For the best impact, cluster several pumpkins together of varying sizes and expressions. Use bales of hay, books, or even furniture vary the heights, and accessorize with rats, snakes or a crows perched on top and light with a strand of cool burning LED bulbs.

Color Light Bulbs

Quickly transform any space with a few carefully placed colored CFL lights. Inexpensive CFL "party light bulbs" are available in many home improvement stores. The CFLs have rich colors, burn cooler (and safer), and use less energy so you can leave the lights on all season long. Avoid the standard incandescent light bulbs that burn very hot and often burn out very fast. If you're like the look of black lights, CFL (and LED) versions are the only safe alternative – incandescent black light bulbs can cause fires and can give you third degree burns in seconds.

Replace the white lights in lamps and fixtures with color CFLs. Use a mixture of cool (blue, green) and warm (red, orange) light bulbs to create a contrast. You can also use clamp work lights from the hardware store to create directional lighting. Think in terms of downlighting (lights hanging above pointed directly down) & uplighting (lighting sitting on the floor pointed up). Uplighting creates very stark shadows and is very dramatic. The last few years, Spirit Halloween has offered some fantastic and highly-recommended LED spotlights that throw lots of light with very rich tones (but they are somewhat pricey).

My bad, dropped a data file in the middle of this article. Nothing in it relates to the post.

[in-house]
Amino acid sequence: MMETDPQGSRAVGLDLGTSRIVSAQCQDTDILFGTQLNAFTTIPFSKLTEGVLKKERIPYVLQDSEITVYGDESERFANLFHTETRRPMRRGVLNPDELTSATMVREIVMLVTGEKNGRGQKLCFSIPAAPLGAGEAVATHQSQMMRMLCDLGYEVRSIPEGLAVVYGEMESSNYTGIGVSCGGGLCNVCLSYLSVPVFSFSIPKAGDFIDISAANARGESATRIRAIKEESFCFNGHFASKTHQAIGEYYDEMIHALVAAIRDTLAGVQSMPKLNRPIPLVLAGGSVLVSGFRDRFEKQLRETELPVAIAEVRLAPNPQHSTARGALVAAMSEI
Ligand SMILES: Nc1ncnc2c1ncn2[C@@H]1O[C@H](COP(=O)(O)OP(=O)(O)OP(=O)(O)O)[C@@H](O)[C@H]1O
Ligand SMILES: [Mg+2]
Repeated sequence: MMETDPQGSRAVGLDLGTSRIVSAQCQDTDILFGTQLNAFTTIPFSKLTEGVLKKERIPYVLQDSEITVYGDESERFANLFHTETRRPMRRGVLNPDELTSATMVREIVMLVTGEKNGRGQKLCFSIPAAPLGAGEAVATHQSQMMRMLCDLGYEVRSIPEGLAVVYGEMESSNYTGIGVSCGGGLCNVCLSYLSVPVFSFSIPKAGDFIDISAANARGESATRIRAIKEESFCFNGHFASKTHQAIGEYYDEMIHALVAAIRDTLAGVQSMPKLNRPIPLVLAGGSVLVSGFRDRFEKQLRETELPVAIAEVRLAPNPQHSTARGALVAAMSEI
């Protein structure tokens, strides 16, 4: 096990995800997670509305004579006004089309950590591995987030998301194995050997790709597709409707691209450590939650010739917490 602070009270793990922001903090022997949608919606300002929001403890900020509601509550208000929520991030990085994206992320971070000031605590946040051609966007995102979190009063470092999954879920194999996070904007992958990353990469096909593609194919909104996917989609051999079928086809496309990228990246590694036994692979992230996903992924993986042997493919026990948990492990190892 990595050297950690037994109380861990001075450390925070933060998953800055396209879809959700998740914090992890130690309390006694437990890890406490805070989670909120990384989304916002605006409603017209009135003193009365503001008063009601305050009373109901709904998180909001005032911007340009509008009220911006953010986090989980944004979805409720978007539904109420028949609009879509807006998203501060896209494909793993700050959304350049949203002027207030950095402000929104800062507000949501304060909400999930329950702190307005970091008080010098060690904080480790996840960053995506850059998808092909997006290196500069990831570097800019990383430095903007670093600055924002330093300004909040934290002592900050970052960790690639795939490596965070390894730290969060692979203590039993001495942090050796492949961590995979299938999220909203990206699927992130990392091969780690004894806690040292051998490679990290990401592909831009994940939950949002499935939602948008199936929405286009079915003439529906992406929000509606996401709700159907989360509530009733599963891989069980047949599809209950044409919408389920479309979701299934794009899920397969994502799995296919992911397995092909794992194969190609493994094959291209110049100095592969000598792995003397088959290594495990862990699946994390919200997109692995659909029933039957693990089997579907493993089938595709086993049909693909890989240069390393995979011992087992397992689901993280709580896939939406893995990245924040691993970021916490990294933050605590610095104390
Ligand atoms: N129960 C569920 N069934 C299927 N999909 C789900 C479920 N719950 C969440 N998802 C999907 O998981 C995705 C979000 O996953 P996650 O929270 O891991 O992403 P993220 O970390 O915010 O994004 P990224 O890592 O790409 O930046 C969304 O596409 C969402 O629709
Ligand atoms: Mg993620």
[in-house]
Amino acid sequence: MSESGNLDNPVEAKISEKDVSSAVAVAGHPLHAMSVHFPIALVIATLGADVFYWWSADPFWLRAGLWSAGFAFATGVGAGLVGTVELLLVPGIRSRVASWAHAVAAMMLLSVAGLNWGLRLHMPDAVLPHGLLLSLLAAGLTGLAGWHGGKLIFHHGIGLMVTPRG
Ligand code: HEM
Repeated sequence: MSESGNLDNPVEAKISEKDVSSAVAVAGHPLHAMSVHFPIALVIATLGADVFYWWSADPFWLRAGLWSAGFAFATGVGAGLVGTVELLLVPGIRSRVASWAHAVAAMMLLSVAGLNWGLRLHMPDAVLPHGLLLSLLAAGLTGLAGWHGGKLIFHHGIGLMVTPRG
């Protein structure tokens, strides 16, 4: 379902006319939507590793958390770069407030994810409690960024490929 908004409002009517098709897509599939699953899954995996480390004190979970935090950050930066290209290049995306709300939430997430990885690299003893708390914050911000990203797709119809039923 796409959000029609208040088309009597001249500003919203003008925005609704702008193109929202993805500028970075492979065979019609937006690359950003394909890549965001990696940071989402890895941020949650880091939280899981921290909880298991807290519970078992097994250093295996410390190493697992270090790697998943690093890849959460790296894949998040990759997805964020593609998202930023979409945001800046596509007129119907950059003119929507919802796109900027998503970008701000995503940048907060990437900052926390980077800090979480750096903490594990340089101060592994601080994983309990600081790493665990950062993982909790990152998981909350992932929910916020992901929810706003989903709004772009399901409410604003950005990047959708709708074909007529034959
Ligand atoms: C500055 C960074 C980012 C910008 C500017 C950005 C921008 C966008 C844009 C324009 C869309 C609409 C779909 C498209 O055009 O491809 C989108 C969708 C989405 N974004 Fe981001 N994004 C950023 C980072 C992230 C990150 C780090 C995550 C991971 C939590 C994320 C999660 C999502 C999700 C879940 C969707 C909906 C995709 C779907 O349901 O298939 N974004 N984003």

Also use special lighting throughout your haunted house like battery powered candles or faux lit pumpkins (live flames are never recommended in costume party settings). Always think in terms of ambience, but don’t forget safety. Guests should be able to easily move across a room, and always keep a couple flashlights handy in case someone drops a phone, earring, etc.